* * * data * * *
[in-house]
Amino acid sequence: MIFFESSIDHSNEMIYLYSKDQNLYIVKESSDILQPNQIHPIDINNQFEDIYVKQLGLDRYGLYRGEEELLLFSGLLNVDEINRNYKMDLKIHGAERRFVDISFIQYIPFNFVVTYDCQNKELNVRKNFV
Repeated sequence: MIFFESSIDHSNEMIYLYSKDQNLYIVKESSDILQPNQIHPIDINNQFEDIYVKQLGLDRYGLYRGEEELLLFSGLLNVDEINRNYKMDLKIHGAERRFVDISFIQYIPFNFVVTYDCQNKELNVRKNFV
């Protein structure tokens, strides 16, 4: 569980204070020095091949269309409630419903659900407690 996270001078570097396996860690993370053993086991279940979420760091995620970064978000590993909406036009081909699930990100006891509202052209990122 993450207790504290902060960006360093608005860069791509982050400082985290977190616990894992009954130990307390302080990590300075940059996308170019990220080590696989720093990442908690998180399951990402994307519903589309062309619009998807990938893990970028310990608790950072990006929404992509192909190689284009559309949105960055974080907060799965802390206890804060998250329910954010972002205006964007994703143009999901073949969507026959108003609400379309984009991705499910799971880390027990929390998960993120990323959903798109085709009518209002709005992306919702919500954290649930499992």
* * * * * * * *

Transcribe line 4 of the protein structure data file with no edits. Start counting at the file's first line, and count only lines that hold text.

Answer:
């Protein structure tokens, strides 16, 4: 569980204070020095091949269309409630419903659900407690 996270001078570097396996860690993370053993086991279940979420760091995620970064978000590993909406036009081909699930990100006891509202052209990122 993450207790504290902060960006360093608005860069791509982050400082985290977190616990894992009954130990307390302080990590300075940059996308170019990220080590696989720093990442908690998180399951990402994307519903589309062309619009998807990938893990970028310990608790950072990006929404992509192909190689284009559309949105960055974080907060799965802390206890804060998250329910954010972002205006964007994703143009999901073949969507026959108003609400379309984009991705499910799971880390027990929390998960993120990323959903798109085709009518209002709005992306919702919500954290649930499992």